GLENDALE, Ariz. -- Dodgers pitching prospect Ross Stripling will undergo Tommy John right elbow reconstruction Wednesday in Los Angeles, manager Don Mattingly confirmed Tuesday.
Stripling tore his ligament while throwing live batting practice Feb. 23, didn't tell anybody about the injury, then pitched one inning Feb. 26 before reporting the discomfort. An MRI revealed the extent of the injury.
Tommy John surgery scheduled for tomorrow morning. Thank you everyone for your thoughts and prayers. Everything happens for a reason!- Ross Stripling (@RossStripling) March 4, 2014
Dr. Neal ElAttrache will perform the same operation from which Chad Billingsley and Scott Elbert are rehabbing.
Stripling was ranked as the 10th-best prospect in the organization by MLB.com, while the Dodgers considered him right behind Zach Lee among Minor League pitchers who could make their Major league debuts this year.
He was a fifth-round pick in 2012 out of Texas A&M and split time last year between Class A Rancho Cucamonga and Double-A Chattanooga for a combined 8-4 mark and 2.82 ERA.
"He had been throwing the ball good," said Mattingly, who spoke to Stripling on Monday. "He had a pretty good idea once they saw the MRI. He seemed OK, disappointed."
Fife among first round of cuts by Dodgers
GLENDALE, Ariz. -- Less than two weeks before leaving for Australia, the Dodgers on Tuesday made their first cuts of camp, sending 10 players to the Minor League complex.
Optioned were roster pitchers Pedro Baez, Stephen Fife, Yimi Garcia, Jarret Martin and outfielder Nick Buss. Reassigned were non-roster pitchers Sam Demel, Daniel Moskos and Chris Reed, and catchers Chris O'Brien and Griff Erickson.
Of the group, Fife has the most Major League experience, having started 15 games for the Dodgers the last two years, but the right-hander was on a reduced throwing program to prevent a recurrence of the shoulder tendinitis that plagued him last year.
The Dodgers have 47 players in camp, plus Cuban shortstop Erisbel Arruebarrena, who has not yet arrived. They can take only 30 players on the trip to Australia, with 25 eligible to play in the two games against Arizona.
Wilson flings knuckler; Gordon strong at second
GLENDALE, Ariz. -- Tuesday's game for the Dodgers started with reliever Brian Wilson throwing a knuckleball for a strike and included two defensive gems by Dee Gordon, continuing to look like a serious candidate at second base.
Wilson shrugged off the question about the knuckleball he threw to Seattle's Brad Miller -- "A strike-one pitch, I don't know what it was" -- but it was a knuckleball and a good one, a fitting way for the hard thrower to begin a game pitched by relievers in place of the injured Zack Greinke.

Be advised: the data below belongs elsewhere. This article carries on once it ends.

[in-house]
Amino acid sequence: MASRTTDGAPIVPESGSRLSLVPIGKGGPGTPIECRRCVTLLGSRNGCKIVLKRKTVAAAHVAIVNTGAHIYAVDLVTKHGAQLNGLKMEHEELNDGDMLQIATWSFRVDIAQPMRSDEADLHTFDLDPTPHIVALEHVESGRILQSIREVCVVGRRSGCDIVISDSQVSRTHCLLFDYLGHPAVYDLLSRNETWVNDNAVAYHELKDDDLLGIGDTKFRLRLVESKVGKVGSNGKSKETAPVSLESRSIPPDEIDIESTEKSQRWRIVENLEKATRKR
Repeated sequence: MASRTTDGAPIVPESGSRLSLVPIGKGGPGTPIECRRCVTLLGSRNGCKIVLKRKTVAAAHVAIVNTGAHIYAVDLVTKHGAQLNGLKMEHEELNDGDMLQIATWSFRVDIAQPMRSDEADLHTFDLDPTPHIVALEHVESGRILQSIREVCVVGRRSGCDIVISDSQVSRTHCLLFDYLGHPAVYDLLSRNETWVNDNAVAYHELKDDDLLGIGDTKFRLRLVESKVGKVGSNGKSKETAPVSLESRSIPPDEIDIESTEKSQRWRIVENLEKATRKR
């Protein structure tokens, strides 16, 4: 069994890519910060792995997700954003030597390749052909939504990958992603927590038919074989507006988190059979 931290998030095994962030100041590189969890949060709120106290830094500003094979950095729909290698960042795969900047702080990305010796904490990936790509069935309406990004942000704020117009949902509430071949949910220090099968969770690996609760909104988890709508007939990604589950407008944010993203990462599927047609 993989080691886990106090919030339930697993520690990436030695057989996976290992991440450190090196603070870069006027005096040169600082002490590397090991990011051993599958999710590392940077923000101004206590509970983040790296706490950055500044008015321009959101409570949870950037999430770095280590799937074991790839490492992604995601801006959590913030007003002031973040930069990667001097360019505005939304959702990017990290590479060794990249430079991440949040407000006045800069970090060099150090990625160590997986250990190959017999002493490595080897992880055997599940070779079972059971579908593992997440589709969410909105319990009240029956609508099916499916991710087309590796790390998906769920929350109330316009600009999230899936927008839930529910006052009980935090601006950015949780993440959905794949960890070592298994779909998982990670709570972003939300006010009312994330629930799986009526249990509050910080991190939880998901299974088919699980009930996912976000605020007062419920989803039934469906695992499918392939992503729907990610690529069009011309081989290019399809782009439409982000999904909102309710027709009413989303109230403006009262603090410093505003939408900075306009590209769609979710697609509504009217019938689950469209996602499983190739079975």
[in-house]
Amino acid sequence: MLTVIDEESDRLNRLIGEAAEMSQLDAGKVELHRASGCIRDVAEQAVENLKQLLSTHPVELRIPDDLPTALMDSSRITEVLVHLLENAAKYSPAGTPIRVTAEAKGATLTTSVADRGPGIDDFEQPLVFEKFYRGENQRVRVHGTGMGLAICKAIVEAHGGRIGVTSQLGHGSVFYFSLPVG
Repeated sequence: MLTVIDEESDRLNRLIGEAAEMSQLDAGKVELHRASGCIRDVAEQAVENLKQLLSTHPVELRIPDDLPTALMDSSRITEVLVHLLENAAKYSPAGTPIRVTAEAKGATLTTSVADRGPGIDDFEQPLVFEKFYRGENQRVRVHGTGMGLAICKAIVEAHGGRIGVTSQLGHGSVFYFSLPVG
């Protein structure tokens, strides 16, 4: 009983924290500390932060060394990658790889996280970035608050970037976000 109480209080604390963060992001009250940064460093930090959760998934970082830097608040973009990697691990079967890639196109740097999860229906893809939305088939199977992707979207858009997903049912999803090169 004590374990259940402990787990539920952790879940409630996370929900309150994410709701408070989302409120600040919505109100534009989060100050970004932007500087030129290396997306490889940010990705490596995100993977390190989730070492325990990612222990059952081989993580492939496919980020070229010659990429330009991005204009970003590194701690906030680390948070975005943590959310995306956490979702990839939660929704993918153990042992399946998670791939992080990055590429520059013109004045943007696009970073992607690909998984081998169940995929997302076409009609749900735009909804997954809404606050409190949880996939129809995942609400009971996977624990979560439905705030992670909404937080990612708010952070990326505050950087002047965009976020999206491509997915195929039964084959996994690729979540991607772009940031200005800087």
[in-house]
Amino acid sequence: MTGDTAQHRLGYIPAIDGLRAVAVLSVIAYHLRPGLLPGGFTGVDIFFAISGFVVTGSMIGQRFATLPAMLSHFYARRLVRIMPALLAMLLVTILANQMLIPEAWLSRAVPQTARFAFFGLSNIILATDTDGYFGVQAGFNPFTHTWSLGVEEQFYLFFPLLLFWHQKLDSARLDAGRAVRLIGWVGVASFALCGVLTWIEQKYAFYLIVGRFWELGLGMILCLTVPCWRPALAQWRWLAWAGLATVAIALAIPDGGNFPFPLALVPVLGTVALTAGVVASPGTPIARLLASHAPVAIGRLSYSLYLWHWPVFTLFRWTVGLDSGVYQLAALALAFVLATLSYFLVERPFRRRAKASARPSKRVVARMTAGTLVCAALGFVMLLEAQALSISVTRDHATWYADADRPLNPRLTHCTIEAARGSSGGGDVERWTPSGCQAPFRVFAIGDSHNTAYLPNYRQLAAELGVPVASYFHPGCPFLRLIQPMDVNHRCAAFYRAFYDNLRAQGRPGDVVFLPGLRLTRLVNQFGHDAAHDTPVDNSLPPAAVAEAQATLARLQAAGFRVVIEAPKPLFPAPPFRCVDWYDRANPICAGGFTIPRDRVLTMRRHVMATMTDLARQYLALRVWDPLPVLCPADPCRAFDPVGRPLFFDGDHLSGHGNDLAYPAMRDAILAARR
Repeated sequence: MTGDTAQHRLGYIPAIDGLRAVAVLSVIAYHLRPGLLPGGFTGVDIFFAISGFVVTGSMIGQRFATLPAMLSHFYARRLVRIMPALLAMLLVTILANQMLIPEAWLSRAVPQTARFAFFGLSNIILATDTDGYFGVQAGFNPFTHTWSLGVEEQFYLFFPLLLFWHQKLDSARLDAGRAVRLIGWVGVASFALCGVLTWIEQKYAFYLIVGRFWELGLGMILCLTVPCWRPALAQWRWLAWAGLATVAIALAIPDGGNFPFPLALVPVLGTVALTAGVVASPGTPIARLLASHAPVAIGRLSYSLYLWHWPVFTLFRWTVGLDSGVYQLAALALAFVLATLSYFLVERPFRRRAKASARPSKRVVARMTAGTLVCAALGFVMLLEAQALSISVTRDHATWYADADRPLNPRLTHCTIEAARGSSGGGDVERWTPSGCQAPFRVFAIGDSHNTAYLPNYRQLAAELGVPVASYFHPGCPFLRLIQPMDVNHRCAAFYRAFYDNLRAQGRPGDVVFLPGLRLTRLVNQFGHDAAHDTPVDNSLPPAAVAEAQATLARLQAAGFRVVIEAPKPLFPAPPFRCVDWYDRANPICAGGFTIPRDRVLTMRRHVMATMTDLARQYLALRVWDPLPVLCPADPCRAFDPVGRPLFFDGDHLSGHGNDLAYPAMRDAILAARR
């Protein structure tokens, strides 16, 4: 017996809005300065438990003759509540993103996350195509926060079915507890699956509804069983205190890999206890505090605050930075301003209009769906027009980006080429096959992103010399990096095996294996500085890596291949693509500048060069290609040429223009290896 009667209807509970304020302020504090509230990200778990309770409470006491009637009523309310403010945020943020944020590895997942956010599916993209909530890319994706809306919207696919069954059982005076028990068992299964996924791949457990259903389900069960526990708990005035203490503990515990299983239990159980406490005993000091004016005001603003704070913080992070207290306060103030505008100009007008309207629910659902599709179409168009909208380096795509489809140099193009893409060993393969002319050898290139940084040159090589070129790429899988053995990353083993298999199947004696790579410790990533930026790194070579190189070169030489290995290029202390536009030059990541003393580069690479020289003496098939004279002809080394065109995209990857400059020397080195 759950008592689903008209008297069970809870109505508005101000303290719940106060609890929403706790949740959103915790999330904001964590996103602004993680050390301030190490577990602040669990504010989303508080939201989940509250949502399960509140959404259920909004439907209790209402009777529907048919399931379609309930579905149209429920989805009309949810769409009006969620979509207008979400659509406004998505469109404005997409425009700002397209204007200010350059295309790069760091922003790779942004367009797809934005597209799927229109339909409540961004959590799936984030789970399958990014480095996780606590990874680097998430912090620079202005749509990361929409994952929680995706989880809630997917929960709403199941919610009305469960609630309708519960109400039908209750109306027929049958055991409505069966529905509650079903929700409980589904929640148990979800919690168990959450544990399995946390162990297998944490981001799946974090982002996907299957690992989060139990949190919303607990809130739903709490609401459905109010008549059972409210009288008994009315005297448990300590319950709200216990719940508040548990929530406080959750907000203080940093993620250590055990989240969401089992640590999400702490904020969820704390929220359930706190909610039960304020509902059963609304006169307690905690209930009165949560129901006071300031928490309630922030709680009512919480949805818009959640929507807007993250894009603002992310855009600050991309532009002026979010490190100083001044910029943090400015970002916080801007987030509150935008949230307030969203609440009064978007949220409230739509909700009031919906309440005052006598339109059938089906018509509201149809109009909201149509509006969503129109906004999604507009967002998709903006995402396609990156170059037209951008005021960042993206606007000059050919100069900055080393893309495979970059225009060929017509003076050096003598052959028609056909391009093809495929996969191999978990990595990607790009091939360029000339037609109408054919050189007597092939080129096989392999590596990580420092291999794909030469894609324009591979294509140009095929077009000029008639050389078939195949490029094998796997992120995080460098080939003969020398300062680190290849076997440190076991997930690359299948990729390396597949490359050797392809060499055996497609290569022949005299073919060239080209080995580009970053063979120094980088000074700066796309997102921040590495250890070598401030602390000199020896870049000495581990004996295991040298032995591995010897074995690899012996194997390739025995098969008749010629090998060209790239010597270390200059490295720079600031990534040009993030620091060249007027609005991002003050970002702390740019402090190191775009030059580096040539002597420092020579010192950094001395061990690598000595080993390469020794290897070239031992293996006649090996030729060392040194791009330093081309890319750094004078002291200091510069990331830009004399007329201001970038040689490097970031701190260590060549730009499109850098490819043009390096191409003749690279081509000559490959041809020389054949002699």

Wilson said he's not only ready now for the season to start, "I'm ready when I come into camp, that's the way I play. I don't know how to pitch at 75 percent. Right now I'm 100 percent."
Also pitching for the Dodgers were relievers Kenley Jansen, J.P. Howell, Jayme Wright, Chris Perez, Chris Withrow and Red Patterson. Howell was charged with three runs (two earned), but manager Don Mattingly pointed out that he wasn't hit hard. Wright also allowed a run.
Withrow pitched two scoreless innings, but in part because of Gordon. He seems to have moved into Skip Schumaker's role of second base/center field with a chance to become the primary second baseman, where he seems better suited than his natural shortstop position.
The second baseman supposedly would have been Cuban Alex Guerrero, but the fact that he hasn't started there in three of the past four games is a strong indication that he'll open the season in the Minor Leagues and continue the transition from shortstop. The Dodgers figure to open with a second-base platoon involving some combination of Gordon, Justin Turner, Chone Figgins, Brendan Harris and Miguel Rojas.
Figgins started Tuesday at second base, his fifth different position. That versatility could win him a job after sitting out a season, although Mattingly said his most recent at-bats have been "more stagnant" than his earlier ones.
Ken Gurnick is a reporter for MLB.com. This story was not subject to the approval of Major League Baseball or its clubs.